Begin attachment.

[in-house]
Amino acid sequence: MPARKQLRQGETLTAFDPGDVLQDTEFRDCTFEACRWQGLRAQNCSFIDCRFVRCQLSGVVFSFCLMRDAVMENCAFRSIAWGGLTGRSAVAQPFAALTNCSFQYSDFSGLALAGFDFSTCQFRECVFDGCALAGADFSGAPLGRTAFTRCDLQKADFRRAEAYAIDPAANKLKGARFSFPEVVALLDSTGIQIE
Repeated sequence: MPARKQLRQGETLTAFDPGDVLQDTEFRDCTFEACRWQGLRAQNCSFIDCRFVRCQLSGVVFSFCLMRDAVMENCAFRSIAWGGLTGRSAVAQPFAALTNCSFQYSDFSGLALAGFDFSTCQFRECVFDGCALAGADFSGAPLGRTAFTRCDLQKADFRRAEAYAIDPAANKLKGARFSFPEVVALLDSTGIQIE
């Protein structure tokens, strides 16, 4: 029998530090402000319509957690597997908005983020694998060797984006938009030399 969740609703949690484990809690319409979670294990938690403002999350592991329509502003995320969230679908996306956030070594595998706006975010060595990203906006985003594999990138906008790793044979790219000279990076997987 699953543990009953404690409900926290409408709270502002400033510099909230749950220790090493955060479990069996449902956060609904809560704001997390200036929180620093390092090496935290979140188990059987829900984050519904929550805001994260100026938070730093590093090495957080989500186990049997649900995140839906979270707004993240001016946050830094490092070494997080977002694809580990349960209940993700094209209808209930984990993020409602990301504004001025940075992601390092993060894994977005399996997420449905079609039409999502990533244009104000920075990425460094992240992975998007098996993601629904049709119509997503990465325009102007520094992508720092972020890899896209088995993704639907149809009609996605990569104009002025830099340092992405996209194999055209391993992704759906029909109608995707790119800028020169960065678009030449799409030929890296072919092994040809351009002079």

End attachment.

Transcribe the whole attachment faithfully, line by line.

[in-house]
Amino acid sequence: MPARKQLRQGETLTAFDPGDVLQDTEFRDCTFEACRWQGLRAQNCSFIDCRFVRCQLSGVVFSFCLMRDAVMENCAFRSIAWGGLTGRSAVAQPFAALTNCSFQYSDFSGLALAGFDFSTCQFRECVFDGCALAGADFSGAPLGRTAFTRCDLQKADFRRAEAYAIDPAANKLKGARFSFPEVVALLDSTGIQIE
Repeated sequence: MPARKQLRQGETLTAFDPGDVLQDTEFRDCTFEACRWQGLRAQNCSFIDCRFVRCQLSGVVFSFCLMRDAVMENCAFRSIAWGGLTGRSAVAQPFAALTNCSFQYSDFSGLALAGFDFSTCQFRECVFDGCALAGADFSGAPLGRTAFTRCDLQKADFRRAEAYAIDPAANKLKGARFSFPEVVALLDSTGIQIE
């Protein structure tokens, strides 16, 4: 029998530090402000319509957690597997908005983020694998060797984006938009030399 969740609703949690484990809690319409979670294990938690403002999350592991329509502003995320969230679908996306956030070594595998706006975010060595990203906006985003594999990138906008790793044979790219000279990076997987 699953543990009953404690409900926290409408709270502002400033510099909230749950220790090493955060479990069996449902956060609904809560704001997390200036929180620093390092090496935290979140188990059987829900984050519904929550805001994260100026938070730093590093090495957080989500186990049997649900995140839906979270707004993240001016946050830094490092070494997080977002694809580990349960209940993700094209209808209930984990993020409602990301504004001025940075992601390092993060894994977005399996997420449905079609039409999502990533244009104000920075990425460094992240992975998007098996993601629904049709119509997503990465325009102007520094992508720092972020890899896209088995993704639907149809009609996605990569104009002025830099340092992405996209194999055209391993992704759906029909109608995707790119800028020169960065678009030449799409030929890296072919092994040809351009002079």